What irks me is the content: Foreigner, Meat Loaf, Journey, Rainbow, ZZ Top, Deep Purple, Jefferson Airplane… its all the 1970s/80s soft rock classics. I think the newest song is Teenage Dirtbag by Wheatus (2000).
It’s all ok, and pretty good value if by some amazing chance you want some of these songs and don’t have them.
BUT, and you knew there was a but, the average father in the UK is 33, meaning he was born in 1983 and came of musical age in 1996. Post Nirvana, Post Grunge, post post-grunge, post Acid house.
So shouldn’t The Dad album be called the Grandad album? And more to the point, what tracks SHOULD the album have for fathers for whom the most significant era is 1990 to 2005? Oasis obviously. And Blur. What else?
(and yes I have teenagers, but lots of my contemporaries have grandkids so I’m not being ageist).
For those Afterworders who like comics, the rather wonderful (and musical) Phonogram by Kieron Gillen (wasn’t he in Dr Who?) and Jamie McKelvie is on sale today at Comixology. The whole thing of 19 issues is only £12.99
3 series – one about who killed Britpop one about a night out at a rather interesting indie club (I think I love Silent Girl) in 2006, and one called Immaterial girl that I don’t know about because I haven’t read it yet
This is seriously underselling it, but it is very good.
Only by the night album free on Googleplay. Today only?
Not a fan, but isn’t it nice to see them top of the Premier League this far into the season? Or any club outside of the big 3/4/6. You might even think it was a competitive league.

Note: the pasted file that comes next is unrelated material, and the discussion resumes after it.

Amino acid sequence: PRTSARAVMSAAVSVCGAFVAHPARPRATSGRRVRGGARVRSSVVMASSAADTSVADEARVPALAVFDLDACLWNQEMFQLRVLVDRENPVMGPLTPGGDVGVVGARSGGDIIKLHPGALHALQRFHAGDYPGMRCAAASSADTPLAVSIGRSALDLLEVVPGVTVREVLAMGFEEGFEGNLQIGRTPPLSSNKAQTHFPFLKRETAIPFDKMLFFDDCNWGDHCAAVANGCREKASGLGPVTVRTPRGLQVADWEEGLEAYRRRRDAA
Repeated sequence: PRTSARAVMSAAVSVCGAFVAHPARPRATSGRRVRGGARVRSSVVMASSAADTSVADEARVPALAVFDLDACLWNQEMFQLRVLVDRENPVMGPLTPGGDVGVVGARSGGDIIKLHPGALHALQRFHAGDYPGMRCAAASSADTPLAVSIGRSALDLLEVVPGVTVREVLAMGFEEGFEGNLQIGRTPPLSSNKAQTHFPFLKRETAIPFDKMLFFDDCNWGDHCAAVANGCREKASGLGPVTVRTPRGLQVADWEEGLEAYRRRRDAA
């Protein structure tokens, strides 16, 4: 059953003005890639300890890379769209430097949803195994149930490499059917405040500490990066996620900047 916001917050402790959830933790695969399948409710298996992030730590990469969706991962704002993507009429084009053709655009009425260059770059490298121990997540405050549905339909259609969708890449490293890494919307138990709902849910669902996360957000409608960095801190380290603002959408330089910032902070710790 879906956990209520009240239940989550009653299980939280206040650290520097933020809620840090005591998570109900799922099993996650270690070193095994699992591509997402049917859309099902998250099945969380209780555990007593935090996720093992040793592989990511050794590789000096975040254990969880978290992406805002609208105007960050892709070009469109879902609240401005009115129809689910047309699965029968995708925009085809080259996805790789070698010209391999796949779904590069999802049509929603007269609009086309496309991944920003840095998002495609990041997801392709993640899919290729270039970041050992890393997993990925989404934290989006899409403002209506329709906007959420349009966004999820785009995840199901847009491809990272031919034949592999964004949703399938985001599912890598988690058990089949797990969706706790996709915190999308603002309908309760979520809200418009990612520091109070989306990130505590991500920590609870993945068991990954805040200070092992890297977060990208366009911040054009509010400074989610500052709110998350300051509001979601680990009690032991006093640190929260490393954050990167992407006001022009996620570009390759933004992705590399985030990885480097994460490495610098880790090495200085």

I’m under the weather in a distant hotel room letting MTV wash over me, and it occurrs to me that I was short changed by my favourite bands. There sings werent written fir them by a Swede, but all they did was stand there and play them. There’s a bloke here dancing on a Swegway whilst singing (miming?). Kate Perry was skipping with a rope. Today’s kids do know how to put on a show.
On another post I was added a Buzzocks YouTube video, and it occurred to me that I haven’t given them any money for probably 25 years (though I can sing every word of their first dozen singles, and play mp3s of their CDs. Got me thinking – if I want to channel (a tiny amount) of money to my favourite struggling artists, what gives them the best return? Should I stream them on (Free) Spotify, Amazon Prime, Googleplay, or YouTube? And on YouTube does it have to be the official channel for them to get money? Any one know?
And here is one of my favourite struggling artists on what I think is his official channel. https://youtu.be/VnEryrw4-G8?list=PL4S3FyuYt-BHIXTfH1O4CJLgATwr4rQY9